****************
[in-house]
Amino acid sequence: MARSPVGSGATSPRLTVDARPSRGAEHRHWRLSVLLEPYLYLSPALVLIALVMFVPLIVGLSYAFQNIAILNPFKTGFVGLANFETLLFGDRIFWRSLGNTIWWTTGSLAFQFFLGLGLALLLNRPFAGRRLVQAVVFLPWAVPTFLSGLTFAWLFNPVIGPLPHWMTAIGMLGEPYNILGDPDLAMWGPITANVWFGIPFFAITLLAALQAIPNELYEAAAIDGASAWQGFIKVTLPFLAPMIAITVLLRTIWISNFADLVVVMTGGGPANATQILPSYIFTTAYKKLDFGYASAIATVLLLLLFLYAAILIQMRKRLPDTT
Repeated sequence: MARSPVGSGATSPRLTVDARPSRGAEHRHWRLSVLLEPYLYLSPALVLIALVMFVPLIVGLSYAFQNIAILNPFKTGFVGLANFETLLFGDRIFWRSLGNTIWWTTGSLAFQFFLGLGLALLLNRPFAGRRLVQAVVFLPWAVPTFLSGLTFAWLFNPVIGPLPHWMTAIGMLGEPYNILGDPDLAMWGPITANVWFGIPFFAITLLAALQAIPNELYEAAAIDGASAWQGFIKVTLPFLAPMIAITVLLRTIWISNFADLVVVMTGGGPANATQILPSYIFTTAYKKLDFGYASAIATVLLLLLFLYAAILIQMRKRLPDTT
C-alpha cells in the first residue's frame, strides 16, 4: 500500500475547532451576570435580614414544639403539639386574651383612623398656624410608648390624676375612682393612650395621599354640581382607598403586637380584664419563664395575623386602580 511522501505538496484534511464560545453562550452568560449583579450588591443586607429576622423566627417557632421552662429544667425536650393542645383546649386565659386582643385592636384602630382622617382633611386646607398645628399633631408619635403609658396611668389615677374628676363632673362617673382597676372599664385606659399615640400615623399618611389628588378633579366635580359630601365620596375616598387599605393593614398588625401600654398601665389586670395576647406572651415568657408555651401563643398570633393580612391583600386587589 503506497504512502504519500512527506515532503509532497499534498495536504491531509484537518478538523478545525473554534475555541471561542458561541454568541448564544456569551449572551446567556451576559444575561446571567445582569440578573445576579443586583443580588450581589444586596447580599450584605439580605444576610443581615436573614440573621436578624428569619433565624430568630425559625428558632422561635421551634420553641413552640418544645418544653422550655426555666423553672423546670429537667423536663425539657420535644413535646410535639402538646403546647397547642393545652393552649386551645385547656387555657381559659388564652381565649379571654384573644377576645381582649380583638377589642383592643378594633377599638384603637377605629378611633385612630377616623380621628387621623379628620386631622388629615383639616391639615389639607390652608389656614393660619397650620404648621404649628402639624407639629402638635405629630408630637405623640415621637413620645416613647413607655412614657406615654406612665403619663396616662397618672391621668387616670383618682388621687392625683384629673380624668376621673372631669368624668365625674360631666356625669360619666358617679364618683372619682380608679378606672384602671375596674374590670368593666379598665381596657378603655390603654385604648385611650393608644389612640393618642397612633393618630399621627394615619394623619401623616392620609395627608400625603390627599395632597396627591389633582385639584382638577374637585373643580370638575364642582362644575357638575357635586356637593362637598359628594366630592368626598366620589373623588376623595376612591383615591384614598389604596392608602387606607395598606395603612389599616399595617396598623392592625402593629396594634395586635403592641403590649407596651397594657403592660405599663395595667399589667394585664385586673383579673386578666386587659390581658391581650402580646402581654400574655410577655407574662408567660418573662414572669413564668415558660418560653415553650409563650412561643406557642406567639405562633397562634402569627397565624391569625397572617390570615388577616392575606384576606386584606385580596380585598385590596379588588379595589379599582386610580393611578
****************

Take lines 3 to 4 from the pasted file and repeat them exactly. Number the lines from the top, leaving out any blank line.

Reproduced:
Repeated sequence: MARSPVGSGATSPRLTVDARPSRGAEHRHWRLSVLLEPYLYLSPALVLIALVMFVPLIVGLSYAFQNIAILNPFKTGFVGLANFETLLFGDRIFWRSLGNTIWWTTGSLAFQFFLGLGLALLLNRPFAGRRLVQAVVFLPWAVPTFLSGLTFAWLFNPVIGPLPHWMTAIGMLGEPYNILGDPDLAMWGPITANVWFGIPFFAITLLAALQAIPNELYEAAAIDGASAWQGFIKVTLPFLAPMIAITVLLRTIWISNFADLVVVMTGGGPANATQILPSYIFTTAYKKLDFGYASAIATVLLLLLFLYAAILIQMRKRLPDTT
C-alpha cells in the first residue's frame, strides 16, 4: 500500500475547532451576570435580614414544639403539639386574651383612623398656624410608648390624676375612682393612650395621599354640581382607598403586637380584664419563664395575623386602580 511522501505538496484534511464560545453562550452568560449583579450588591443586607429576622423566627417557632421552662429544667425536650393542645383546649386565659386582643385592636384602630382622617382633611386646607398645628399633631408619635403609658396611668389615677374628676363632673362617673382597676372599664385606659399615640400615623399618611389628588378633579366635580359630601365620596375616598387599605393593614398588625401600654398601665389586670395576647406572651415568657408555651401563643398570633393580612391583600386587589 503506497504512502504519500512527506515532503509532497499534498495536504491531509484537518478538523478545525473554534475555541471561542458561541454568541448564544456569551449572551446567556451576559444575561446571567445582569440578573445576579443586583443580588450581589444586596447580599450584605439580605444576610443581615436573614440573621436578624428569619433565624430568630425559625428558632422561635421551634420553641413552640418544645418544653422550655426555666423553672423546670429537667423536663425539657420535644413535646410535639402538646403546647397547642393545652393552649386551645385547656387555657381559659388564652381565649379571654384573644377576645381582649380583638377589642383592643378594633377599638384603637377605629378611633385612630377616623380621628387621623379628620386631622388629615383639616391639615389639607390652608389656614393660619397650620404648621404649628402639624407639629402638635405629630408630637405623640415621637413620645416613647413607655412614657406615654406612665403619663396616662397618672391621668387616670383618682388621687392625683384629673380624668376621673372631669368624668365625674360631666356625669360619666358617679364618683372619682380608679378606672384602671375596674374590670368593666379598665381596657378603655390603654385604648385611650393608644389612640393618642397612633393618630399621627394615619394623619401623616392620609395627608400625603390627599395632597396627591389633582385639584382638577374637585373643580370638575364642582362644575357638575357635586356637593362637598359628594366630592368626598366620589373623588376623595376612591383615591384614598389604596392608602387606607395598606395603612389599616399595617396598623392592625402593629396594634395586635403592641403590649407596651397594657403592660405599663395595667399589667394585664385586673383579673386578666386587659390581658391581650402580646402581654400574655410577655407574662408567660418573662414572669413564668415558660418560653415553650409563650412561643406557642406567639405562633397562634402569627397565624391569625397572617390570615388577616392575606384576606386584606385580596380585598385590596379588588379595589379599582386610580393611578